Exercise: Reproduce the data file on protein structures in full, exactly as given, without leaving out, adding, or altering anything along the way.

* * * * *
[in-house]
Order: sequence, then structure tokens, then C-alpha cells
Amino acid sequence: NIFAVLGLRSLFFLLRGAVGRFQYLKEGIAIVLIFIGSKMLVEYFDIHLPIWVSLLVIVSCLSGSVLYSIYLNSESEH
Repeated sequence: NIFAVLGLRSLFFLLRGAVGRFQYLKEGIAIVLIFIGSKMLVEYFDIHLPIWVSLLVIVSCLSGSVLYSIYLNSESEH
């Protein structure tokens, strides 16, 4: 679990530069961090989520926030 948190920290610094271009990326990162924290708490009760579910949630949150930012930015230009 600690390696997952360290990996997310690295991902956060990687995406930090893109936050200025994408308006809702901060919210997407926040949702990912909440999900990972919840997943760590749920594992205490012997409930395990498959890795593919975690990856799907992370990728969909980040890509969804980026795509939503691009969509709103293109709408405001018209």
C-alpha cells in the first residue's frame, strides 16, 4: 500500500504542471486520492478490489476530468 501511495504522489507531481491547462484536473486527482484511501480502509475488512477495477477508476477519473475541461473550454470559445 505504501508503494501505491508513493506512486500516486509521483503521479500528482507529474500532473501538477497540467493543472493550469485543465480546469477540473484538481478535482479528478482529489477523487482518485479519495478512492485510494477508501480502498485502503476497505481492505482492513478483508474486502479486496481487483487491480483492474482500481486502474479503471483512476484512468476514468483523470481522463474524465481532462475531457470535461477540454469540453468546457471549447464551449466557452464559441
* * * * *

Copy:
[in-house]
Order: sequence, then structure tokens, then C-alpha cells
Amino acid sequence: NIFAVLGLRSLFFLLRGAVGRFQYLKEGIAIVLIFIGSKMLVEYFDIHLPIWVSLLVIVSCLSGSVLYSIYLNSESEH
Repeated sequence: NIFAVLGLRSLFFLLRGAVGRFQYLKEGIAIVLIFIGSKMLVEYFDIHLPIWVSLLVIVSCLSGSVLYSIYLNSESEH
């Protein structure tokens, strides 16, 4: 679990530069961090989520926030 948190920290610094271009990326990162924290708490009760579910949630949150930012930015230009 600690390696997952360290990996997310690295991902956060990687995406930090893109936050200025994408308006809702901060919210997407926040949702990912909440999900990972919840997943760590749920594992205490012997409930395990498959890795593919975690990856799907992370990728969909980040890509969804980026795509939503691009969509709103293109709408405001018209």
C-alpha cells in the first residue's frame, strides 16, 4: 500500500504542471486520492478490489476530468 501511495504522489507531481491547462484536473486527482484511501480502509475488512477495477477508476477519473475541461473550454470559445 505504501508503494501505491508513493506512486500516486509521483503521479500528482507529474500532473501538477497540467493543472493550469485543465480546469477540473484538481478535482479528478482529489477523487482518485479519495478512492485510494477508501480502498485502503476497505481492505482492513478483508474486502479486496481487483487491480483492474482500481486502474479503471483512476484512468476514468483523470481522463474524465481532462475531457470535461477540454469540453468546457471549447464551449466557452464559441